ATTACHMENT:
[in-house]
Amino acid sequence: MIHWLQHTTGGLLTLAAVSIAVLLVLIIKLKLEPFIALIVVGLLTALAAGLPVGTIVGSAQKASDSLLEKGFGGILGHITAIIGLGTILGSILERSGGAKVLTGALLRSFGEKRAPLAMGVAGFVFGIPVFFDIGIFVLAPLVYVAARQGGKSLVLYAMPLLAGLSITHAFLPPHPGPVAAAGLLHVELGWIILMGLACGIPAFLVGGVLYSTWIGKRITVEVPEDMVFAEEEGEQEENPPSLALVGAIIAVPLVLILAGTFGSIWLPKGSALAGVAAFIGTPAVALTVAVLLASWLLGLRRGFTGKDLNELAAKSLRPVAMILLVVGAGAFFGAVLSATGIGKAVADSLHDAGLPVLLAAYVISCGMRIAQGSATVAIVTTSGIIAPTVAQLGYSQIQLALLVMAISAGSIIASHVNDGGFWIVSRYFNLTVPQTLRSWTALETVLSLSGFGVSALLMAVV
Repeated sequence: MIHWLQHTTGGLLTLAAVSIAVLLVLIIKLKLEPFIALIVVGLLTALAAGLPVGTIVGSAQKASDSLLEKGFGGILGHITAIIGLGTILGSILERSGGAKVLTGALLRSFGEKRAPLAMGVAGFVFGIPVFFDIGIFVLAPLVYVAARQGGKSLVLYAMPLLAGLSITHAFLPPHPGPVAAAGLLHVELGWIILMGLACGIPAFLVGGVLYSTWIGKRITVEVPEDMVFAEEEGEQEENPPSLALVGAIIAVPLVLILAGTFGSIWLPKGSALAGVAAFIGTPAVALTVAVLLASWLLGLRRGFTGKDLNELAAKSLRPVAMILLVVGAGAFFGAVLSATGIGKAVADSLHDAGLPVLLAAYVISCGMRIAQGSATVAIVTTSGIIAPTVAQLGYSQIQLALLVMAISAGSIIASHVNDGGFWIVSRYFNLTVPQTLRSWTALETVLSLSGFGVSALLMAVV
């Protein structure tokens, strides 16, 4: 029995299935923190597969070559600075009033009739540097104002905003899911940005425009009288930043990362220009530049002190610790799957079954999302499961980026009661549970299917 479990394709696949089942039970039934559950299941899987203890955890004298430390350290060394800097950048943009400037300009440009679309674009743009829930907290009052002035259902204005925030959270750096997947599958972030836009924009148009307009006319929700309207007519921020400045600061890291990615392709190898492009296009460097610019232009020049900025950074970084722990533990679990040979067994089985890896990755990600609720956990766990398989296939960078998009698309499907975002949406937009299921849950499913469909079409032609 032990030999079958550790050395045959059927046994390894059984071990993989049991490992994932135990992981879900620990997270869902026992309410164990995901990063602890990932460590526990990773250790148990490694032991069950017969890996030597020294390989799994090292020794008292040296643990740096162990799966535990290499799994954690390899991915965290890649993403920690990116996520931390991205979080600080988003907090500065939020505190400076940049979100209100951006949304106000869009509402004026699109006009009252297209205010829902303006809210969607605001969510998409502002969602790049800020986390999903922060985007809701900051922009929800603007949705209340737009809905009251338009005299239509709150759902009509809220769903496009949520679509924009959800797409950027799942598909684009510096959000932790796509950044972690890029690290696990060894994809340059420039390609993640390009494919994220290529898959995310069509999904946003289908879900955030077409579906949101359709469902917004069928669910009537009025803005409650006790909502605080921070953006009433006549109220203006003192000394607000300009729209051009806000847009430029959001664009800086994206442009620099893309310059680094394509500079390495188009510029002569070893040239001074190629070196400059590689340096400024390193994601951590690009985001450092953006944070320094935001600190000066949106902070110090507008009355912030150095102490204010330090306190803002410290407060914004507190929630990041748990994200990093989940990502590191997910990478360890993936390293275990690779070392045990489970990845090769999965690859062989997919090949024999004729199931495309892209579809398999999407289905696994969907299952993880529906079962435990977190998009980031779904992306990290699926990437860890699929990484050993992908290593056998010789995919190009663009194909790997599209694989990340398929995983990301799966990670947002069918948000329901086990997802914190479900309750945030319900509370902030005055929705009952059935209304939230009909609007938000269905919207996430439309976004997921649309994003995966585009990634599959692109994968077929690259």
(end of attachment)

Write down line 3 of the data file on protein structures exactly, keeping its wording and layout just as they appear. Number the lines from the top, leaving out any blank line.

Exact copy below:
Repeated sequence: MIHWLQHTTGGLLTLAAVSIAVLLVLIIKLKLEPFIALIVVGLLTALAAGLPVGTIVGSAQKASDSLLEKGFGGILGHITAIIGLGTILGSILERSGGAKVLTGALLRSFGEKRAPLAMGVAGFVFGIPVFFDIGIFVLAPLVYVAARQGGKSLVLYAMPLLAGLSITHAFLPPHPGPVAAAGLLHVELGWIILMGLACGIPAFLVGGVLYSTWIGKRITVEVPEDMVFAEEEGEQEENPPSLALVGAIIAVPLVLILAGTFGSIWLPKGSALAGVAAFIGTPAVALTVAVLLASWLLGLRRGFTGKDLNELAAKSLRPVAMILLVVGAGAFFGAVLSATGIGKAVADSLHDAGLPVLLAAYVISCGMRIAQGSATVAIVTTSGIIAPTVAQLGYSQIQLALLVMAISAGSIIASHVNDGGFWIVSRYFNLTVPQTLRSWTALETVLSLSGFGVSALLMAVV